Could I have IBS?
A few months ago in late June I began having abdominal pains. These pains spread around and moved about, never really becoming localized. Thy have been a constant annoyance for several months, along with frequent changes in stool consistency and occasional mucus in the stool. I've ah acid reflux problems flaring up, and I'm experiencing sore chest pain, most likely from acid and transverse colon gasses. There is an odd sensation that feels as though I can feel the gases moving across my lower chest area where the transverse colon is. I'm sixteen years old, male. I recently started taking lactate pills, suspecting that it might be lactose intolerance. I've also had neck pains, but I could be sleeping wrong. The pain in my abdomen moves mainly to all corners of my abdomen, top right and left and lower right and left. My stomach feels hard pretty often, and is a little painful when pressure is put on it.
I am sorry to hear about your symptoms. They certainly could be consistent with IBS, although you should speak with your primary care doctor or gastroenterologist for further evaluation. Generally, IBS is characterized by recurrent abdominal pain >3 months that is also accompanied by at least 2 of the following: pain relief with bowel movements, change in stool frequency, and/or change in stool form (diarrhea or constipation). There are other possible explanations for your symptoms, and you should discuss the following ideas with your doctor. Bloating, flatulence, and diarrhea could be a sign of lactose intolerance, although this would likely improve with lactose avoidance or lactase enzyme tablets. Malabsorption syndromes (like Celiac, bacterial overgrowth, or Whipple's disease) could cause bloating, foul-smelling stools, and flatulence. Mucus or blood in the stool would raise suspicion for an inflammatory bowel disease (such as ulcerative colitis or Crohn's disease), and these can often present in the teenage years. A fairly standard workup performed by your doctor should tease some of these diagnoses apart, and some basic tests might include fecal fat, fecal white blood cells, fecal blood, and a stool osmotic gap. I would strongly recommend that you see your physician to discuss some of the above possibilities, especially as a gastroenterology referral may be useful.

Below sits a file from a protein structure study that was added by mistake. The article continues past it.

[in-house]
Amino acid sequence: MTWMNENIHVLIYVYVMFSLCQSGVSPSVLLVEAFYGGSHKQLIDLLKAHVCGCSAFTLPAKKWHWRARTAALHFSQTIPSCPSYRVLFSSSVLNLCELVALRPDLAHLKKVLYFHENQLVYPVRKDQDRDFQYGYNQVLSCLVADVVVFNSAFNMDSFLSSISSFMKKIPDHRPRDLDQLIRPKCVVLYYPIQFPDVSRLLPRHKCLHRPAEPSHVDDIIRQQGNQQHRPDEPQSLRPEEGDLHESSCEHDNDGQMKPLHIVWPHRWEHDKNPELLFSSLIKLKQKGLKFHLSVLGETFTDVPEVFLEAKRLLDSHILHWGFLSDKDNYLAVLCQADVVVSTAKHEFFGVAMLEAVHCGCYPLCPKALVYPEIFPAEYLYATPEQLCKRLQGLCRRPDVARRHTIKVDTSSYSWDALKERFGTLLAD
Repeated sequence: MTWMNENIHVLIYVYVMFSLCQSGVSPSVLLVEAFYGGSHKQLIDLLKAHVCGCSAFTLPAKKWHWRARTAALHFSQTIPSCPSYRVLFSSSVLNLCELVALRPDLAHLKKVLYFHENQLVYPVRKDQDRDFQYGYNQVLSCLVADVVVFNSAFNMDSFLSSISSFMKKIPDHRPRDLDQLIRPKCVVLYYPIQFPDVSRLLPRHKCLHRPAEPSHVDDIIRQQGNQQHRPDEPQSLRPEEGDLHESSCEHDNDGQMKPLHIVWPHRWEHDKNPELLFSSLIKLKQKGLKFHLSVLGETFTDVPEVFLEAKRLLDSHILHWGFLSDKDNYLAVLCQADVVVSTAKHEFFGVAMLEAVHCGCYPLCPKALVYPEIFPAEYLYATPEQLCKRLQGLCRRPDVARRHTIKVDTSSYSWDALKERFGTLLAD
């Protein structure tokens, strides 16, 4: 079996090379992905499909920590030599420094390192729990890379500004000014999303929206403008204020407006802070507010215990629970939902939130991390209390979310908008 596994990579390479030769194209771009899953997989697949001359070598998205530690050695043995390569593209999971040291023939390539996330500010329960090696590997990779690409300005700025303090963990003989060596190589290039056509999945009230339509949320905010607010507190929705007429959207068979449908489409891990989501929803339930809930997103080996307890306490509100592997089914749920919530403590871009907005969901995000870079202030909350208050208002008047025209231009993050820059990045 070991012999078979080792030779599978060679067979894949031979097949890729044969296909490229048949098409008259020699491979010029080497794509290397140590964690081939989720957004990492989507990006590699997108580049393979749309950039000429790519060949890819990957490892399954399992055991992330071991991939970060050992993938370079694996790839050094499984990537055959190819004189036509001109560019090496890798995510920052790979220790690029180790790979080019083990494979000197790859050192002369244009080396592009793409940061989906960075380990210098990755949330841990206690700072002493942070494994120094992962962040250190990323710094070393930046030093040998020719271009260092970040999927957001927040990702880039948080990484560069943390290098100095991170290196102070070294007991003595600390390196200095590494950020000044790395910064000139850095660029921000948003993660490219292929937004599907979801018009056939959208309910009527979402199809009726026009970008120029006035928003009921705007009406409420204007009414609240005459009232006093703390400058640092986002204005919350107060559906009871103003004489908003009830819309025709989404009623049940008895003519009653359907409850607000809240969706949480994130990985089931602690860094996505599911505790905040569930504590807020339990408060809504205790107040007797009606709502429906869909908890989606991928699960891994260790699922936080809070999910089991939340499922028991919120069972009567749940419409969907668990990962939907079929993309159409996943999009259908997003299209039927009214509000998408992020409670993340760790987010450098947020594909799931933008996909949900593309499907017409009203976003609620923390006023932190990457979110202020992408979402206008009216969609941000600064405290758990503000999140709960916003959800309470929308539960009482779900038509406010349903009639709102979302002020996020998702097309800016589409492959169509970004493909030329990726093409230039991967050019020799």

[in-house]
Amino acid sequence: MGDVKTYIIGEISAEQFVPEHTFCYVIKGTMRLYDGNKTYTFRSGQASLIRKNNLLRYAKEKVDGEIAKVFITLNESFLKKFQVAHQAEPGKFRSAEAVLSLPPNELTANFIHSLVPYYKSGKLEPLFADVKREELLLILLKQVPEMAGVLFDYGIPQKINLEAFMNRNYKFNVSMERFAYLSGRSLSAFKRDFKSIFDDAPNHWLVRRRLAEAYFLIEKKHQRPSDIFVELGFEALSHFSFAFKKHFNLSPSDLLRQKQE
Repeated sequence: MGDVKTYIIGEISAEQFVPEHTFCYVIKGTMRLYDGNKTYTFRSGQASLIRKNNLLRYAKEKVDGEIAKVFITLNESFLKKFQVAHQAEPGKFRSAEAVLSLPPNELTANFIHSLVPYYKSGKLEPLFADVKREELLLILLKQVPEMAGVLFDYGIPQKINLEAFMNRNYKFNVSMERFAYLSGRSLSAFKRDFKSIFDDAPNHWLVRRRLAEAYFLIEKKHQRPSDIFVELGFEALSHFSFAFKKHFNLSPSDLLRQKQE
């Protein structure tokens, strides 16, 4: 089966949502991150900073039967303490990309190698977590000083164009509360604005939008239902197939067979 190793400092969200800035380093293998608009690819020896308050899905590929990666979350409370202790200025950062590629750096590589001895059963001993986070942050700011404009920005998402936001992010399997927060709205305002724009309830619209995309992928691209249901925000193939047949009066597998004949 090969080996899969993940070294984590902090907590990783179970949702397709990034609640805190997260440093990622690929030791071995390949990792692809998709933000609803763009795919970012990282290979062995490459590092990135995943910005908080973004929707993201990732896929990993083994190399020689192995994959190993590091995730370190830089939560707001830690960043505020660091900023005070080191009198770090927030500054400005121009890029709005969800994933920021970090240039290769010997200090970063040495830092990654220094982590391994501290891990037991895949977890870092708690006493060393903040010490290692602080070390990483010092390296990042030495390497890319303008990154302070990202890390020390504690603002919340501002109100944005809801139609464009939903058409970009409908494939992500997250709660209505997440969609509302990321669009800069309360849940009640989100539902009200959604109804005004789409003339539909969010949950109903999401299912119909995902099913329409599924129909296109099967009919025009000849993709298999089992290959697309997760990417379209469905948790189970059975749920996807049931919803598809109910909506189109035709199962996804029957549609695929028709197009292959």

This answer is for general informational purposes only and is not a substitute for professional medical advice.
If you think you may have a medical emergency, call your doctor or (in the United States) 911 immediately. Always seek the advice of your doctor before starting or changing treatment. Medical professionals who provide responses to health-related questions are intended third party beneficiaries with certain rights under Zocdoc’s Terms of Service.
Search for an answer:
Need More Info?